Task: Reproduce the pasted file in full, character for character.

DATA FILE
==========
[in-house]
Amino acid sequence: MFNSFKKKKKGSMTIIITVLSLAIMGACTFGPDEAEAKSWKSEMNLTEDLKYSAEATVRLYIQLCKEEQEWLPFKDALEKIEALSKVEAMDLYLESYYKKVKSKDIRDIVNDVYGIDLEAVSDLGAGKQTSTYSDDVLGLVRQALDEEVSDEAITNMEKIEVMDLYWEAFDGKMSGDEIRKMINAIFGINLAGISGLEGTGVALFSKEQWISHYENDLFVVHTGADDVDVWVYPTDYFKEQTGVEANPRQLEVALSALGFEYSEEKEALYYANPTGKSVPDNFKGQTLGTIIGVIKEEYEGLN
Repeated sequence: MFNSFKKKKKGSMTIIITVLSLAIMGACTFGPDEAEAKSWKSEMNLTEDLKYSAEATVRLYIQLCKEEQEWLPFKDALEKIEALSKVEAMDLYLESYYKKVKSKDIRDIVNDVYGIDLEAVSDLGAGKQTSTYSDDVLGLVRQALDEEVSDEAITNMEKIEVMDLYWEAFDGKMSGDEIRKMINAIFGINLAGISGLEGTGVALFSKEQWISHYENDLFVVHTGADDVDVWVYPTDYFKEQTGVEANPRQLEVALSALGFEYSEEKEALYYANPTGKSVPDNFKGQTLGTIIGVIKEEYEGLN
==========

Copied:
[in-house]
Amino acid sequence: MFNSFKKKKKGSMTIIITVLSLAIMGACTFGPDEAEAKSWKSEMNLTEDLKYSAEATVRLYIQLCKEEQEWLPFKDALEKIEALSKVEAMDLYLESYYKKVKSKDIRDIVNDVYGIDLEAVSDLGAGKQTSTYSDDVLGLVRQALDEEVSDEAITNMEKIEVMDLYWEAFDGKMSGDEIRKMINAIFGINLAGISGLEGTGVALFSKEQWISHYENDLFVVHTGADDVDVWVYPTDYFKEQTGVEANPRQLEVALSALGFEYSEEKEALYYANPTGKSVPDNFKGQTLGTIIGVIKEEYEGLN
Repeated sequence: MFNSFKKKKKGSMTIIITVLSLAIMGACTFGPDEAEAKSWKSEMNLTEDLKYSAEATVRLYIQLCKEEQEWLPFKDALEKIEALSKVEAMDLYLESYYKKVKSKDIRDIVNDVYGIDLEAVSDLGAGKQTSTYSDDVLGLVRQALDEEVSDEAITNMEKIEVMDLYWEAFDGKMSGDEIRKMINAIFGINLAGISGLEGTGVALFSKEQWISHYENDLFVVHTGADDVDVWVYPTDYFKEQTGVEANPRQLEVALSALGFEYSEEKEALYYANPTGKSVPDNFKGQTLGTIIGVIKEEYEGLN